Regular paper faced drywall is fine, IMO, latex paint only (wall materials to f.b., as permeable as possible).

Gary
While reading your link, I found this PDF and I was wondering why BuildingScience recommends a minimum of 1" XPS over .5" like you?

I will fill the .5" gap behind the Roxul with foamboard and seal all edges and do the grid pattern on that back of that as well.

Thank you for the ADA link, I never knew about sealing behind drywall but it makes sense after reading that and I will make sure that is done. As for the drywall...regular paper drywall with latex paint will be the one I choose

Gary, I want to thank you very much for all your help and patience with me.
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Old 06-19-2013, 02:26 PM   #20
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The 1" gives safety to 40%RH, the 1/2" to only 35%RH with using a dehumidifier, as I stated in post #10. BSC didn't give the specific Zone 4 as I figured, just a (safe) minimum thickness. Be sure to use 1" (R-5) XPS under the bottom plate (as a sill sealer is R-1 or less), not enough to be a thermal break; stopping the walls from becoming "heat sinks" to the cold earth at the perimeter. Use unfaced (no poly/foil) rigid, unless you are absolutely certain to air seal the board against condensation (any pin-hole will compromise it). Check locally, some jurisdictions require fire-blocking the rigid board every 10' horizontally as well, others- just the framing, per code; http://publicecodes.cyberregs.com/ic...002_par017.htm

Gary
PS. only the rigid on the concrete requires the grid pattern.
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Old 06-20-2013, 09:46 PM   #21
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Gary, is there a reason you don't recommend closed-cell (three inches as it gives a minimum of 0.8 perm)?
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Old 06-23-2013, 11:06 PM   #22
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ccSPF is the best way to go, though some DIY'ers may have trouble with it. Tank temps are finicky, spray in lifts, etc., thicker at above-grade and 3' below-grade, less below that as soil temps warm from the earth; ocSPF requires more volume (to equal ccSPF) to keep wall cavity dew-point lower-a lot thicker in colder climates; http://www.sprayfoam.com/newsarchive...ils.cfm?id=123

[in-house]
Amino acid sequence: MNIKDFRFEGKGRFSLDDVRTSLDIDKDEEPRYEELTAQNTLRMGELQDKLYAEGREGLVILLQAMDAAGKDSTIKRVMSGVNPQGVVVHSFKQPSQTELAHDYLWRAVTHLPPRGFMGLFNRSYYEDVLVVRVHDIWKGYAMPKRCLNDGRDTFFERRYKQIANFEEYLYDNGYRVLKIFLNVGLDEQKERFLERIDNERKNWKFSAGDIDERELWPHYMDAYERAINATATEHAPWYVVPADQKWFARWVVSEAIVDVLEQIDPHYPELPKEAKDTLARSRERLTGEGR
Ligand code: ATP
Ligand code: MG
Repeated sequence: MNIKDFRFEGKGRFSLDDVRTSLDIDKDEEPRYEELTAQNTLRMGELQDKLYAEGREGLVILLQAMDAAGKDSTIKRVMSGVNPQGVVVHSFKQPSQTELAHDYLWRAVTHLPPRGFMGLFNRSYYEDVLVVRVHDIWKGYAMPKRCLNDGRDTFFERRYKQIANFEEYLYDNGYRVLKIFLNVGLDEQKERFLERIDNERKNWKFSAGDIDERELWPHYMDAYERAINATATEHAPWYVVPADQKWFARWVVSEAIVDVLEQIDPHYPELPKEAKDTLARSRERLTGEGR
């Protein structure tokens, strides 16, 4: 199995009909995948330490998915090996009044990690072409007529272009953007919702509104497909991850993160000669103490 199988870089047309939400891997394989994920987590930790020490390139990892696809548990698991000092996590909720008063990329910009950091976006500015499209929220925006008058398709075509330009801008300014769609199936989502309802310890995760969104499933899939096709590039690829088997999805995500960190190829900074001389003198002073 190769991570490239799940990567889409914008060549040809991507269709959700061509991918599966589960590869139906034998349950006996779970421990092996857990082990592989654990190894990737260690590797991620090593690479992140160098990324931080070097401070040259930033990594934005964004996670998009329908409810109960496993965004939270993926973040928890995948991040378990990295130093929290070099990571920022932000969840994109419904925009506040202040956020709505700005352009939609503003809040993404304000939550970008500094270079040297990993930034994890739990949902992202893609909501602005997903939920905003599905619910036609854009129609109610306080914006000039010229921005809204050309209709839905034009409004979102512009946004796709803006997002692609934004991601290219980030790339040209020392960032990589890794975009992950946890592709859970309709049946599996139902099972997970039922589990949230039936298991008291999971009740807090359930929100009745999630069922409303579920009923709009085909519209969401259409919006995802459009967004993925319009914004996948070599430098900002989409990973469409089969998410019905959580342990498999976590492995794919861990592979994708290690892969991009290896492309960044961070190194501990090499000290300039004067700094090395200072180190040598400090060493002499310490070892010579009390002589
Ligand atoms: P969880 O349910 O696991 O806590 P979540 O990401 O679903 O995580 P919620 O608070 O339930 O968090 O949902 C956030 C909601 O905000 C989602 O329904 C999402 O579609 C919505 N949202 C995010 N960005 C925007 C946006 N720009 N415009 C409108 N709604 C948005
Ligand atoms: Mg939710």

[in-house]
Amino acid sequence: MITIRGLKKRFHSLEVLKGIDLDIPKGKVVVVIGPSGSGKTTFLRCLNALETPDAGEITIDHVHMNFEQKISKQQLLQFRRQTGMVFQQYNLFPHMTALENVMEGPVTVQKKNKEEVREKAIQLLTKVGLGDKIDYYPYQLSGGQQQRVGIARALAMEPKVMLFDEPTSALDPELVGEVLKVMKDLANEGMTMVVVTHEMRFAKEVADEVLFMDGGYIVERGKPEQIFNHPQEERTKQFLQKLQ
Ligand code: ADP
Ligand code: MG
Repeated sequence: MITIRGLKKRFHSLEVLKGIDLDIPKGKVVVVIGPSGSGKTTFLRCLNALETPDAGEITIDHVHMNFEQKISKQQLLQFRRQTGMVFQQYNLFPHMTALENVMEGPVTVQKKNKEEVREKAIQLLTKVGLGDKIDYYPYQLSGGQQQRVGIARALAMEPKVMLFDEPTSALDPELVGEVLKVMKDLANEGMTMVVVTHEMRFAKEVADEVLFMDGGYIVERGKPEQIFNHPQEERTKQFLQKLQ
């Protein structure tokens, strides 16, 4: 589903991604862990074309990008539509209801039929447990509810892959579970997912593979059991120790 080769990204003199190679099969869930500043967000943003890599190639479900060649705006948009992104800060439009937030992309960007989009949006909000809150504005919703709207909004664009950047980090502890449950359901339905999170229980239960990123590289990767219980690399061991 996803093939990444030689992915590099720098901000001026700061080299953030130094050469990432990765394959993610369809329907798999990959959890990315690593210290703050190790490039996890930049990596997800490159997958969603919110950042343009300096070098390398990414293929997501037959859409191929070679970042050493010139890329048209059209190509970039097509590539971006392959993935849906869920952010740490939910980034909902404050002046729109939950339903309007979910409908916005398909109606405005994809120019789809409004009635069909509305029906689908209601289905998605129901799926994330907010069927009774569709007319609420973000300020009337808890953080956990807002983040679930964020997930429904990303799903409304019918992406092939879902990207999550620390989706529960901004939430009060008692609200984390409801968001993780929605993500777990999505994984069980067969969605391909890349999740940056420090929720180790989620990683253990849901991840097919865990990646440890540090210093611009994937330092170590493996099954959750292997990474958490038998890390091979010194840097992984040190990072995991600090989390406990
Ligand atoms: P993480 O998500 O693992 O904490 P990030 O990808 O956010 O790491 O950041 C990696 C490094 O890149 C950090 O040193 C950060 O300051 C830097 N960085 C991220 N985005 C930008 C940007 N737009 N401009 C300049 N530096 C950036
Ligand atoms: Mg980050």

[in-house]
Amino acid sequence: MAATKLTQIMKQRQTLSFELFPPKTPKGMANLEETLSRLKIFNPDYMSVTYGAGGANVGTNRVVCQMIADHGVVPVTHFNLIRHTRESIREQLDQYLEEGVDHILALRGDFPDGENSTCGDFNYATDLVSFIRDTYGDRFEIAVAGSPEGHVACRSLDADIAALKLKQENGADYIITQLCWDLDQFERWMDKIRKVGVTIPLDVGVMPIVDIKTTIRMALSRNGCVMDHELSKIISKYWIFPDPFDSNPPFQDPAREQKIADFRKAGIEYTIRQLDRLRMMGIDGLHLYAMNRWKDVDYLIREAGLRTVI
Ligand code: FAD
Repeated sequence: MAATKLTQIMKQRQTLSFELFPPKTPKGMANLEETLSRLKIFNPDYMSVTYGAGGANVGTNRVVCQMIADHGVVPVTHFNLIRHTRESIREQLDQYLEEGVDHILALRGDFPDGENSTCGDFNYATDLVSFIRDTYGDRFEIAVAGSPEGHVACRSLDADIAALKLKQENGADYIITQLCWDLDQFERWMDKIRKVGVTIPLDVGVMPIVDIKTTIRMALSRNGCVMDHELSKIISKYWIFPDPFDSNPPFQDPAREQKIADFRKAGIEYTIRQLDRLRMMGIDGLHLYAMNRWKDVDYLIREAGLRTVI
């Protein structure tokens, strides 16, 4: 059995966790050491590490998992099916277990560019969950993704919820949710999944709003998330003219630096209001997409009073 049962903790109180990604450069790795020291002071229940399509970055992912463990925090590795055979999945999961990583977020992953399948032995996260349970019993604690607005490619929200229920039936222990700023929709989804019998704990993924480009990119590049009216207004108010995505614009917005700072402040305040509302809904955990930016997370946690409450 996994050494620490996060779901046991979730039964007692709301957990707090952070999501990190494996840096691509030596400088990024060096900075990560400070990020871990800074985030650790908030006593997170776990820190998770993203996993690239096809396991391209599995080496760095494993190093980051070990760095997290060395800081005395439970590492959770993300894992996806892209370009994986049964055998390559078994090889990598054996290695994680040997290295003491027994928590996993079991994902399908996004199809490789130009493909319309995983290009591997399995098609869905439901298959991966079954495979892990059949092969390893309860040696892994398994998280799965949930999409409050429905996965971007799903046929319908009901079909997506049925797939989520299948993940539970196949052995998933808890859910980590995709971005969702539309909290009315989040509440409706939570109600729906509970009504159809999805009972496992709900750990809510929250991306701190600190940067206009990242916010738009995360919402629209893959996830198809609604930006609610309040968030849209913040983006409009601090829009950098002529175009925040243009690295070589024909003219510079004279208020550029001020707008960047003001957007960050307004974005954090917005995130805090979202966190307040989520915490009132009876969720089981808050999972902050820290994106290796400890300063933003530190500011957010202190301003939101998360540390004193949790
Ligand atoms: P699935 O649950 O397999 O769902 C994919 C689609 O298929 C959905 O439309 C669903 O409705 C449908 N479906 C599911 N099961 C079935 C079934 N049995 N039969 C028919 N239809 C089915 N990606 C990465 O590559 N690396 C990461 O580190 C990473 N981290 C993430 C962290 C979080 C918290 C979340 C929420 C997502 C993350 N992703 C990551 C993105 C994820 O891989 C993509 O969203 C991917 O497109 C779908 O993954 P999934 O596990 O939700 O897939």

http://www.buildingscience.com/docum...study-analysis

Tommy, I started you a new thread rather than piggy-back here.

Gary
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Old 06-24-2013, 05:43 AM   #23
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ccSPF is not as often discussed on here either given the non DIY applicability and the $$$$ associated with it.

I also have concerns with long term off gassing but they jury is out on that .
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Old 06-24-2013, 05:09 PM   #24
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Quote:
Originally Posted by Gary in WA View Post
ccSPF is the bestway to go, though some DIY'ers may have trouble with it. Tank temps are finicky, spray in lifts, etc., thicker at above-grade and 3' below-grade, less below that as soil temps warm from the earth; ocSPF requires more volume (to equal ccSPF) to keep wall cavity dew-point lower-a lot thicker in colder climates; http://www.sprayfoam.com/newsarchive...ils.cfm?id=123

http://www.buildingscience.com/docum...study-analysis

Gary